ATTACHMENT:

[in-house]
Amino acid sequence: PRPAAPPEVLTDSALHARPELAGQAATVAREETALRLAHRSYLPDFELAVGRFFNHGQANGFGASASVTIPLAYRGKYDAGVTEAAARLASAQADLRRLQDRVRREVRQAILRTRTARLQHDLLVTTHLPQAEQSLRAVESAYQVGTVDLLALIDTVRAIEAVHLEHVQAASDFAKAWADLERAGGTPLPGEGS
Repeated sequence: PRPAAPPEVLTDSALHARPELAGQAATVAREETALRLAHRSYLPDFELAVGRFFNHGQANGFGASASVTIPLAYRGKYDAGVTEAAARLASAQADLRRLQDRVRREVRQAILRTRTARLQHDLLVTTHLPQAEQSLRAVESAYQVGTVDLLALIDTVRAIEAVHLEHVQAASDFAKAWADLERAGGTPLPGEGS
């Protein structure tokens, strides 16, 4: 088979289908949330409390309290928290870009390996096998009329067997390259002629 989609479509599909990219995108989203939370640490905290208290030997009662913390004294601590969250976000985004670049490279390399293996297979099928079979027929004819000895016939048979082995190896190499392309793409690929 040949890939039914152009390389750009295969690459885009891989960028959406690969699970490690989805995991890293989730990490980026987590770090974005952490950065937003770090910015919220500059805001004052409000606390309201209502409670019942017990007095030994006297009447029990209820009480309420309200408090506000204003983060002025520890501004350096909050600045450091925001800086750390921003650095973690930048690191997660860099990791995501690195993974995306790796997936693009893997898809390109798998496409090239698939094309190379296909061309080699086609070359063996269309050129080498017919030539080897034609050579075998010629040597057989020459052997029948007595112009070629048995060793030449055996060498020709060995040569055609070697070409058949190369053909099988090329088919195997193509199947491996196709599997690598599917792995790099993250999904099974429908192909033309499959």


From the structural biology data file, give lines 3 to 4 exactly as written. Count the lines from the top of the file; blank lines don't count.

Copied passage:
Repeated sequence: PRPAAPPEVLTDSALHARPELAGQAATVAREETALRLAHRSYLPDFELAVGRFFNHGQANGFGASASVTIPLAYRGKYDAGVTEAAARLASAQADLRRLQDRVRREVRQAILRTRTARLQHDLLVTTHLPQAEQSLRAVESAYQVGTVDLLALIDTVRAIEAVHLEHVQAASDFAKAWADLERAGGTPLPGEGS
């Protein structure tokens, strides 16, 4: 088979289908949330409390309290928290870009390996096998009329067997390259002629 989609479509599909990219995108989203939370640490905290208290030997009662913390004294601590969250976000985004670049490279390399293996297979099928079979027929004819000895016939048979082995190896190499392309793409690929 040949890939039914152009390389750009295969690459885009891989960028959406690969699970490690989805995991890293989730990490980026987590770090974005952490950065937003770090910015919220500059805001004052409000606390309201209502409670019942017990007095030994006297009447029990209820009480309420309200408090506000204003983060002025520890501004350096909050600045450091925001800086750390921003650095973690930048690191997660860099990791995501690195993974995306790796997936693009893997898809390109798998496409090239698939094309190379296909061309080699086609070359063996269309050129080498017919030539080897034609050579075998010629040597057989020459052997029948007595112009070629048995060793030449055996060498020709060995040569055609070697070409058949190369053909099988090329088919195997193509199947491996196709599997690598599917792995790099993250999904099974429908192909033309499959």